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Obama has said he thinks opting out of the Kyoto Protocol was a mistake he hopes to rectify by keeping the U.S. actively involved in the development and implementation of future climate change treaties. But critics say Obama could have played a much more significant leadership role in Copenhagen than his 11th hour arrival permitted.
"I don't know that the U.S. was prepared or in a position to be a leader at the conference," says Lawrence Demase, a partner at Reed Smith who was a delegate during the second week of the Copenhagen talks. "Obama came in at the last second and pulled a core together, which suggests he could have been more of a leader."
Follow the Leader
Because the U.S. is one of the globe's greatest GHG emitters, its role in continuing climate talks is critical. If the U.S. doesn't reach consensus on a climate bill of its own, other countries may begin to resent the leadership Obama showed at the end of Copenhagen, says Madeleine Tan, a partner at Kaye Scholer.
"It appears one thing will happen, and then the winds of politics blow and it doesn't happen," says William Stewart, a member of Cozen O'Connor and author of "Climate of Uncertainty," a 2009 book about climate change policy. "But a majority of people, and a supermajority of policymakers and a supermajority of scientists think something should be done."
For those advocates of climate change controls, a ray of hope remains. At press time an unlikely tripartisan coalition of senators was reportedly in the final stages of patching together a bill meshing the converging goals of two disparate groups of senators--those who believe the nation must move forward now on greenhouse gas controls, and those who fear dependence on foreign oil threatens U.S. security. Both environmental groups and various business sectors were furiously lobbying for their respective interests.
"Sen. Graham talks about saving America from foreign threats by making us energy independent," says Gerard Waldron, who recently rejoined Covington & Burling as a partner after serving as a Congressional aide on energy and climate change. "Even in this political winter, if people see this as an issue important for U.S. national security, they will work on it."
As a result, some experts think it is possible that such legislation--a hybrid energy independence/climate change bill--will be able to garner 60 votes, be reconciled with the House bill's much stronger carbon control elements, and become law this year.
Congressional opposition quickly escalated. Sen. Lisa Murkowski, R-Alaska, introduced a "resolution of disapproval," a rarely used procedure that can block federal agency rules from taking effect. While there was scant chance President Obama would sign such a resolution, it garnered many supporters. Then in February, eight Senate Democrats sent Jackson a letter saying EPA's planned regulation of stationary sources would jeopardize the economic recovery by tying up plant construction and expansion in the CAA's complex and litigious permitting process. And four lawsuits filed in the D.C. Circuit challenged the endangerment finding and EPA's authority to regulate GHGs, while several petitioners asked the EPA to reopen its assessment of GHG hazards in light of Climategate.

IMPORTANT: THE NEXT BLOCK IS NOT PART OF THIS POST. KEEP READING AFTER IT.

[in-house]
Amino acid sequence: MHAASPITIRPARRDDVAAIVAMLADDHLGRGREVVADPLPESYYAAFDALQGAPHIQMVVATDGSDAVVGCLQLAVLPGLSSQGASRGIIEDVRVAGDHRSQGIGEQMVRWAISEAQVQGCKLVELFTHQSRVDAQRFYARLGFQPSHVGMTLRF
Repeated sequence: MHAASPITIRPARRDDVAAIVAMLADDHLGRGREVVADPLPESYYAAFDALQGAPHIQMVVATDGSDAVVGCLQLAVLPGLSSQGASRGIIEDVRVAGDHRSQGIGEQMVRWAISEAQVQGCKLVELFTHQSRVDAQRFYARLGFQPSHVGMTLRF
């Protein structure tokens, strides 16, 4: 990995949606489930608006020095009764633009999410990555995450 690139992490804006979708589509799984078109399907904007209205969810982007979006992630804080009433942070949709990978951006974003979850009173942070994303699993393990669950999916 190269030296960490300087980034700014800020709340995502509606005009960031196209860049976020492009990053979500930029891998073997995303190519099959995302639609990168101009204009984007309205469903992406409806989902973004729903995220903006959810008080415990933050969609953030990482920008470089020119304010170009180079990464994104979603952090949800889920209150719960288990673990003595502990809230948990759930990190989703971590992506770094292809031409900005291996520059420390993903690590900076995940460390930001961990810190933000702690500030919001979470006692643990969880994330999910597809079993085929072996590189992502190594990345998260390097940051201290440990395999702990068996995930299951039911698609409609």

In the face of this growing storm, Jackson on Feb. 22 replied to the senators' letter and delayed any regulation of stationary source CO2 emissions for a year, while sticking to the March 31 deadline for GHG standards for motor vehicles. Rather than triggering an obligation for stationary sources to obtain clean air permits starting in 2010, Jackson said the EPA would start phasing them in beginning in 2011.
In September 2007, Cuomo's office subpoenaed five major national energy companies for information on how they analyze climate change risk and disclose those risks to investors. That led to a milestone agreement with Xcel Energy in August 2008. Similar agreements with Dynegy Inc. and AES Corp. followed. They were the first-ever binding and enforceable agreements requiring a major energy company to disclose such risks to investors and a bellwether of what was to come, which Cuomo recognized even then.
"This landmark agreement sets a new industrywide precedent that will force companies to disclose the true financial risks that climate change poses to their investors," Cuomo said in a statement announcing the Xcel settlement. "Coal-fired power plants can significantly contribute to
global warming and investors have the right to know all the associated risks."
LaCroix finds it critical that, rather than issuing new guidelines or modifying old ones, the SEC has opted to provide guidance on existing SEC filing guidelines--specifically, two provisions it has long used to regulate public company disclosures on environmental liabilities and management discussion and analysis.
The change came in September 2009 from the 2nd Circuit, which vacated a district court's dismissal on political question grounds of Connecticut v. AEP, the case seeking injunctive relief. Judge Peter Hall's opinion applied a quote from a landmark water pollution case to the climate change arena. "It may happen," Hall wrote, "that new federal laws and new federal regulations may in time pre-empt the field of federal common law nuisance. But until that comes to pass, federal courts will be empowered to appraise the equities of the suits alleging creation of a public nuisance by greenhouse gases."